This is a very interesting post. However, I am felling a little confuse. Related to the fist graph shown in this post, the regression model was running separately, right? Because you have to constant coefficient (One for Input versus Output for A condition and another for input versus Output for B condition)! Is the first equation refers to the results of this two models? Since that one model can not produce two coefficient for a single variable.

In relation to the second regression results (plotted), I see that Condition B is shown as part of independent variable…shouldn’t be Condition only (including A and B). Why is showing Condition B?

Another question is related to the interaction terms (I have read your post about it also), what you mean by Input*Condition (*) is not a multiplication since there are numerical and categorical variable, how is it incorporated in the model? There is some option in the software to incorporate it?

I hope you understand me, it seems confuse to me!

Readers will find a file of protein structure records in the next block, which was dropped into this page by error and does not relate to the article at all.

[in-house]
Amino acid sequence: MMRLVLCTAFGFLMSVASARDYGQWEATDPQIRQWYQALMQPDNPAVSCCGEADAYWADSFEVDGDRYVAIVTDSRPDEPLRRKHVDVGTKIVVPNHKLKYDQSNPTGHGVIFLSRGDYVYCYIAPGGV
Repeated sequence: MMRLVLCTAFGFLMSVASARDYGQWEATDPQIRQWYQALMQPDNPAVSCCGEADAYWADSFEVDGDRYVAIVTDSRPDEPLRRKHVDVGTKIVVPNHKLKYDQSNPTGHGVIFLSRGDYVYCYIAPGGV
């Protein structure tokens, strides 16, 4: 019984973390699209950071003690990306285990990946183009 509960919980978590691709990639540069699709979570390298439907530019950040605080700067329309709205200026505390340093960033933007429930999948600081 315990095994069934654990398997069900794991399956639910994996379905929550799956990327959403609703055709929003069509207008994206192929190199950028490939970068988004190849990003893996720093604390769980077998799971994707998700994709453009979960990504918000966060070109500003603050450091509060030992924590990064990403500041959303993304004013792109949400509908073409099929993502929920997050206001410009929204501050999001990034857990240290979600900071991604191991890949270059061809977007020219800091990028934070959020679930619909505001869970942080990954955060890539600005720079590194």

Waiting for your kind feedback,

Patrik Silva

Jim Frost says

Hi Patrik,

So, that first graph can represent two different possibilities. It can represent two separate regression models displayed on one graph. Maybe the analyst collected the data for the two conditions at different points in time? Or, it can represent a single regression model. A big point of this blog post is that sometimes analysts want to compare different models. Are the differences between models significant. So, let’s assume for the entire post that the analyst collected the data for each condition separately and originally fit separate models for each condition. At a later point, the analyst wants to determine whether the differences between the models are statistically significant. That sounds difficult. However, if you combine the two datasets into one and fit the model using an indicator variable and interaction terms as I describe, it’s very easy!

As for the two regression equations with different coefficients. Again, that can represent the two possibilities I describe above (separate models or models that use indicator variables and interaction terms). When you include an indicator variable (Condition in these examples), you’re adding a fixed amount of vertical height on the Y-axis to the fitted line. In this case, the effect of Condition B is 10 units. So, it shifts up the fitted regression line by 10 units on the Y Axis. You can represent this using a coefficient of 10 for Condition B or you can add those 10 units to the intercept for the Condition B model. They’re equivalent. The software I use automatically outputs both the separate models and the coefficients. However, it’s in the coefficients table where you can tell whether the effect of Condition is significant or not.